Excellencies, let us agree to constructive impatience.

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Question for this article

Does the UN advance equality for women?

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The Sustainable Development Goals give us a framework to work for far-reaching changes. In this session of the Commission we will be able to bring renewed focus to the needs of those who are currently being left behind and those who are currently furthest behind.

They include young women; some of whom were at the Youth CSW. They include refugees and migrants. They include women affected by gender-based violence, including workplace sexual harassment.

They include women who are denied sexual and reproductive health and reproductive rights and services; and women facing discrimination on multiple and intersecting fronts over and above their gender: such as sexual orientation, disability, older age, race, or being part of an indigenous community.

They include women in the informal sector, and care givers, those who provide services in the home that are much needed to sustain society.

Almost all women do some form of work. If you are a woman you are a worker—period.

Virtually all economies rely on the unpaid care and domestic work that is largely provided by women and girls. Yet this form of work positions masses of women uniquely to be “left behind”.

Positive changes in the world of work must enable care work to be valued and to be shared by parents and within the family unit. This will bring about far-reaching positive changes for women, society and economies.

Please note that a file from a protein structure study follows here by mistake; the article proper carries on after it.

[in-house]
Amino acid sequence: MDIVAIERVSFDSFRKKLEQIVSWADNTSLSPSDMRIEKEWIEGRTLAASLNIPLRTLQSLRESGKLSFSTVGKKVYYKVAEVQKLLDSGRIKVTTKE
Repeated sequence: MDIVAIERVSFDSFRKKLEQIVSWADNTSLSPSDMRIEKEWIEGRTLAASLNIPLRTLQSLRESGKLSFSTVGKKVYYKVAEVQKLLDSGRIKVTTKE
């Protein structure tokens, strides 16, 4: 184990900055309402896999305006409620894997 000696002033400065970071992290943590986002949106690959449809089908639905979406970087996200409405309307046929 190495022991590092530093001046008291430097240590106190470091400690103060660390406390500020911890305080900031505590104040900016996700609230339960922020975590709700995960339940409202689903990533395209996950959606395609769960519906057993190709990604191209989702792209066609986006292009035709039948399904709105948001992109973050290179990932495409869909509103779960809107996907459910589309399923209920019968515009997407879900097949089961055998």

Investment into the care economy of 2 per cent of GDP in just seven countries could create over 21 million jobs. That would provide child care, elderly care and many other needed services.
The Secretary-General’s report gives greater attention to women who work at the base of the pyramid, as these are the ones who are at the highest risk of being left behind.

The Commission must also look at how to increase the participation of these women, as well as women’s participation in male-dominated sectors that have meaningful economic benefits.

The Commission can make fresh gains in how we bring the informal sector into a structured and meaningful economic relationship with benefits, respecting the rights of women in this sector.

The informal sector is dominated by the millions and millions of women who are the working poor. Women workers in the informal sector are all around us.

They are in the rapidly growing urban communities, as well as in rural areas. They are the under-the radar and under-valued cogs in the bigger wheels of the formal economy. They are the low-cost farm workers, flower sellers, street food vendors, care workers, and home-based producers of garments and car parts. Almost none of them have legal or social protection.

And they are missing out on the opportunities offered by the changing world of work, which has technology as one of its advantages…

[Editor’s note: We found it too difficult to abbreviate this speech into the usual length for a CPNN article without losing important statements; hence it is continued on the following page.]